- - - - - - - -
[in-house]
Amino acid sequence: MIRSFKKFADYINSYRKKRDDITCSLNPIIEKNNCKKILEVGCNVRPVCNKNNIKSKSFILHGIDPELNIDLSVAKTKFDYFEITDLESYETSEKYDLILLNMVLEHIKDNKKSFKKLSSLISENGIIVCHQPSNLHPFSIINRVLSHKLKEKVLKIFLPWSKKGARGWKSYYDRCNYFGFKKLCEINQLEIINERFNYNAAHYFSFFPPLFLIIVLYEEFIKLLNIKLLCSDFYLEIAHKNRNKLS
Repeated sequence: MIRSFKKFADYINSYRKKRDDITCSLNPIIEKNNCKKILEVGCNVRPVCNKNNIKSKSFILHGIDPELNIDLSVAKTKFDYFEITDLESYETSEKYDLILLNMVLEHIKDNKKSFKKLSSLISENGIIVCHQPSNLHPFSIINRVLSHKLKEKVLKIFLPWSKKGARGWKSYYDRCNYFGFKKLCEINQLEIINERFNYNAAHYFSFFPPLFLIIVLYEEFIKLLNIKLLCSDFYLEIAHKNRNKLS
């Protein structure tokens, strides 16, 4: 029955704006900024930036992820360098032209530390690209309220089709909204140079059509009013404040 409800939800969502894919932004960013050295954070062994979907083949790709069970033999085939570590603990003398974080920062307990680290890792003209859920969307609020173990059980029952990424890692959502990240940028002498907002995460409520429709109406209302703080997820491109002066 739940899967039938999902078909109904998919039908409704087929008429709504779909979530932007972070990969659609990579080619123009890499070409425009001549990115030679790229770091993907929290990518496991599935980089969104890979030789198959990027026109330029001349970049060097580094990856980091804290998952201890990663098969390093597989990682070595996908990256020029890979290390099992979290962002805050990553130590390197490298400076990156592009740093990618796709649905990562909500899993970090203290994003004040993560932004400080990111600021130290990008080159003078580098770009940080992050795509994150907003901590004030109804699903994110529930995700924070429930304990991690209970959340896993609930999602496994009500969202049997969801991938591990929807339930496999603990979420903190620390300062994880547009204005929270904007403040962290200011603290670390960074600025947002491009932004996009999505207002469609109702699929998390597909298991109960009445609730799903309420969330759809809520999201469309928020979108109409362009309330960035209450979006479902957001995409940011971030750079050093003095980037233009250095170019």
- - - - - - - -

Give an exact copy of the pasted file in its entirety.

[in-house]
Amino acid sequence: MIRSFKKFADYINSYRKKRDDITCSLNPIIEKNNCKKILEVGCNVRPVCNKNNIKSKSFILHGIDPELNIDLSVAKTKFDYFEITDLESYETSEKYDLILLNMVLEHIKDNKKSFKKLSSLISENGIIVCHQPSNLHPFSIINRVLSHKLKEKVLKIFLPWSKKGARGWKSYYDRCNYFGFKKLCEINQLEIINERFNYNAAHYFSFFPPLFLIIVLYEEFIKLLNIKLLCSDFYLEIAHKNRNKLS
Repeated sequence: MIRSFKKFADYINSYRKKRDDITCSLNPIIEKNNCKKILEVGCNVRPVCNKNNIKSKSFILHGIDPELNIDLSVAKTKFDYFEITDLESYETSEKYDLILLNMVLEHIKDNKKSFKKLSSLISENGIIVCHQPSNLHPFSIINRVLSHKLKEKVLKIFLPWSKKGARGWKSYYDRCNYFGFKKLCEINQLEIINERFNYNAAHYFSFFPPLFLIIVLYEEFIKLLNIKLLCSDFYLEIAHKNRNKLS
């Protein structure tokens, strides 16, 4: 029955704006900024930036992820360098032209530390690209309220089709909204140079059509009013404040 409800939800969502894919932004960013050295954070062994979907083949790709069970033999085939570590603990003398974080920062307990680290890792003209859920969307609020173990059980029952990424890692959502990240940028002498907002995460409520429709109406209302703080997820491109002066 739940899967039938999902078909109904998919039908409704087929008429709504779909979530932007972070990969659609990579080619123009890499070409425009001549990115030679790229770091993907929290990518496991599935980089969104890979030789198959990027026109330029001349970049060097580094990856980091804290998952201890990663098969390093597989990682070595996908990256020029890979290390099992979290962002805050990553130590390197490298400076990156592009740093990618796709649905990562909500899993970090203290994003004040993560932004400080990111600021130290990008080159003078580098770009940080992050795509994150907003901590004030109804699903994110529930995700924070429930304990991690209970959340896993609930999602496994009500969202049997969801991938591990929807339930496999603990979420903190620390300062994880547009204005929270904007403040962290200011603290670390960074600025947002491009932004996009999505207002469609109702699929998390597909298991109960009445609730799903309420969330759809809520999201469309928020979108109409362009309330960035209450979006479902957001995409940011971030750079050093003095980037233009250095170019």